Archive for February 2016
“Annapurna,” presented by Theatre22 is a gem. Written by Sharr White, it is equally rich in humor and poignancy, and Director Julie Beckman seems to have done everything right with it.
If you love brilliant acting embedded in a great production, “Annapurna” is for you. In this two-hander John Q. Smith as Ulysses, former poet and professor, and Terry Lazzara as his ex-wife, Emma, play off each other and individually with finesse and intensity. Every gesture has meaning; every word is given just the right tone.
Ulysses, first seen nearly naked and tethered to a breathing machine is clearly waiting out the inevitable. He lives in a squalid trailer high in the mountains. When his ex-wife stumbles into his sorry abode, laden with many suitcases, he can only expect the worst. They haven’t seen each other for the 20 years since she walked out on him with their son. He has no desire to rekindle a relationship with her. But she’s not one to be put off. Ignoring his hostility, she begins to unpack and clean up the place despite his wheezing protests.
She’s come to alert him to the fact that the son he hasn’t seen or heard from in all those years has tracked him down and is coming to visit. She fears a nasty confrontation, one that requires her intervention.
He wants her out! She needs to clean, something she does with a vengeance. All the while they gradually unpack and put away the emotional baggage that entered with her. As the filthy trailer submits to her cleansing, so too do their troubled lives.
This all plays out on Michael Mowery’s terrific set and Jennifer Ewing’s scenic backdrop. “Disgusting” is probably the best word to describe the initial condition of the trailer, and how well it suits the current state of Ulysses life. Yet out its windows soar the magnificent peaks of the mountain. Filth and squalor juxtaposed to glory and majesty. The contrast is stunning.
Love can sustain itself, and it does in this heartbreaking but redemptive play that somehow also manages to cloak the emotion in humor.
Through March 12 at 12th Ave. Arts, 1620 12th Ave., (206-257-2203 or Theatre22.org)
If anyone ever told me that I’d swoon over a play that was built around string theory, relativity, and quantum mechanics, I’d have laughed. “Ugh,” I’d say, “I’m a total dolt when it comes to physics and don’t need a play about stuff I don’t understand.” Well I couldn’t have been more wrong.
This award-winning gem by young playwright Nick Payne is a total joy. It’s both heartwarming and heartbreaking. It plays with the brain and warms the soul as we follow Roland the beekeeper and Marianne the theoretical physicist as they meet, fall in love or fall out of love, and face the vicissitudes of life.
Everything’s right about this production. Directed with a fine hand by Desdemona Chiang, acted with grace and exquisitely delivered emotion by Max Gordon Moore and Alexandra Tavares, it plays on L. B. Morse’s stark but beautiful stage. A large yellow wood square serves as floor. A deep blue backdrop surrounds it. No stage props are needed. Our two characters live in a small corner of an infinite universe as they explore and experience their love, and all we need to see is them.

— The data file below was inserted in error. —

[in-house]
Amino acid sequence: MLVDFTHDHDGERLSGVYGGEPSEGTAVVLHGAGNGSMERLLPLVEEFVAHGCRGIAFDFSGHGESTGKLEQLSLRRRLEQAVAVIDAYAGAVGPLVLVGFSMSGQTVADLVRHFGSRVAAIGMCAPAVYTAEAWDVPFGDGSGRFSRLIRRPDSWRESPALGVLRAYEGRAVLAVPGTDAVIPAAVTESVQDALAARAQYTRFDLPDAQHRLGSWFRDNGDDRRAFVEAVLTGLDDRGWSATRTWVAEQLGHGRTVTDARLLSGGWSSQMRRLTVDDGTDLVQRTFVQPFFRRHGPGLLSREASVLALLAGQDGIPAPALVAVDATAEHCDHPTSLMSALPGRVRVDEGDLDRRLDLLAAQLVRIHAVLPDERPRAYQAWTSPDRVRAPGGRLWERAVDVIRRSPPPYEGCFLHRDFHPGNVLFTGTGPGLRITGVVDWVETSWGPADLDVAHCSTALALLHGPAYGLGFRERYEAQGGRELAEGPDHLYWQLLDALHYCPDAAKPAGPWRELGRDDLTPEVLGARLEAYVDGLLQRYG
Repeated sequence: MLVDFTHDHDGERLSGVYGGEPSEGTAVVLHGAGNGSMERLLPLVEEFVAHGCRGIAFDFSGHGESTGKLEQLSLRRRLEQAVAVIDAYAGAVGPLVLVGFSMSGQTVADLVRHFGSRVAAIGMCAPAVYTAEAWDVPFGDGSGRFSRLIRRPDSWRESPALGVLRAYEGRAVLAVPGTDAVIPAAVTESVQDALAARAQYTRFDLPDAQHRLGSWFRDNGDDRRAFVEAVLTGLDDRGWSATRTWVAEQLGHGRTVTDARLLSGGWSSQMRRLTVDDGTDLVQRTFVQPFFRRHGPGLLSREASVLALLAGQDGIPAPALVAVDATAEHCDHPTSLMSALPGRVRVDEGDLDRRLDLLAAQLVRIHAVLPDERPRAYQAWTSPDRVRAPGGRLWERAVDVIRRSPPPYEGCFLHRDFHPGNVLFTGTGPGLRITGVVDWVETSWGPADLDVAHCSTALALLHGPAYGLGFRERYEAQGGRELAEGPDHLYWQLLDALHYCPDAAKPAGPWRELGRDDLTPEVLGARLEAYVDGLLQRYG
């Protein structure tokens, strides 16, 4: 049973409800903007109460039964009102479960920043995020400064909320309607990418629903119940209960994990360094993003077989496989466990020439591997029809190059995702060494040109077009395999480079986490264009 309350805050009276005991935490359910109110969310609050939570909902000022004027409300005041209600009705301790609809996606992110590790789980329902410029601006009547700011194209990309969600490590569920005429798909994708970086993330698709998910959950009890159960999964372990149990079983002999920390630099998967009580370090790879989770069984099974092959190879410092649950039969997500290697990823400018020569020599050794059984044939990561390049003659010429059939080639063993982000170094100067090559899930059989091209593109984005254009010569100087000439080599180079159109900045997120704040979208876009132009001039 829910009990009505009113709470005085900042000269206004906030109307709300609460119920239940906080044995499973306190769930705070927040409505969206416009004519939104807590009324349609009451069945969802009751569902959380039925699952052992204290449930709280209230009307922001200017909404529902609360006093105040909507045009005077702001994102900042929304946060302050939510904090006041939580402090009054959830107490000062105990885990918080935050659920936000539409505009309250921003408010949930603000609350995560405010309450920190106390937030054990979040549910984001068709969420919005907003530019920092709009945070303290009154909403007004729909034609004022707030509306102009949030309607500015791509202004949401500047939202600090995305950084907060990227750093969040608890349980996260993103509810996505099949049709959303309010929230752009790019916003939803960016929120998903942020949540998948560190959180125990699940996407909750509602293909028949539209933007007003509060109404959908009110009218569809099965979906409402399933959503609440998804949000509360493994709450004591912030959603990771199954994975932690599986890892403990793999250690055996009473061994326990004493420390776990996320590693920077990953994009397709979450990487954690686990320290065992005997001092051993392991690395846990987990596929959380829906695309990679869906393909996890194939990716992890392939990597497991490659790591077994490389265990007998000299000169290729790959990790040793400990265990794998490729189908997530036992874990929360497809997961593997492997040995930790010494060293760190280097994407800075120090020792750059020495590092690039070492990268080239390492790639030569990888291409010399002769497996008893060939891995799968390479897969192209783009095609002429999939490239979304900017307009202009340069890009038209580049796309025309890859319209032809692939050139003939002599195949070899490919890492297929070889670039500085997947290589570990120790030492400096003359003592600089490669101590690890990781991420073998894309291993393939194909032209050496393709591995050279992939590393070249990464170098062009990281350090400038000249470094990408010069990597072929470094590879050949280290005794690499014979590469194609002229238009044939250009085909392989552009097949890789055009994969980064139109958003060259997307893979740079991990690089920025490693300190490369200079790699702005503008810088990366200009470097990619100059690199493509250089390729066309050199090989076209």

In real life, our relationships do offer many possibilities, but we are stuck with the choices we make. The relationship between these two characters has many permutations, think of them taking place in co-existing universes. Marianne and Roland have an opportunity to do everything again, differently, just as if the first situation never existed at all. He’s in love with her. He’s not. He’s married. He’s not. They become a couple. They don’t. She makes dumb moves. Oh no she doesn’t! As these two quirky people experience all the different possibilities of their relationship, we see it through the prism of quantum multiverse theory.
Their love story is tender. It’s intense. Moore and Tavares move easily back and forth through the different realities. They are captivating. You want their love to prevail. But plays must end, and playwright Nick Payne has left you with a quantum reality of many of the things that might happen. The universe is multiverse for Roland and Marianne.
Through Feb. 27 at Seattle Rep, 155 Mercer St., Seattle, (206 443-2222 or www.seattlerep.org).
While fortunes amass today in Seattle and elsewhere, this is also a time when those left out of the boom are even more busted than ever. For some it is indeed a return to the 1930s. “Waiting for Lefty” the Clifford Odets 1935 play about striking taxicab drivers in New York explores the fate of the working class in tough times. It is both dated yet remarkably pertinent today, and Theatre9/12’s powerful take on it is bound to move you and certainly cause you to question the system as it works in our time.
Odets, like so many other intellectuals, was a Communist during the Depression years. His hard-hitting social protest plays received much favorable attention and greatly influenced the playwrights who followed.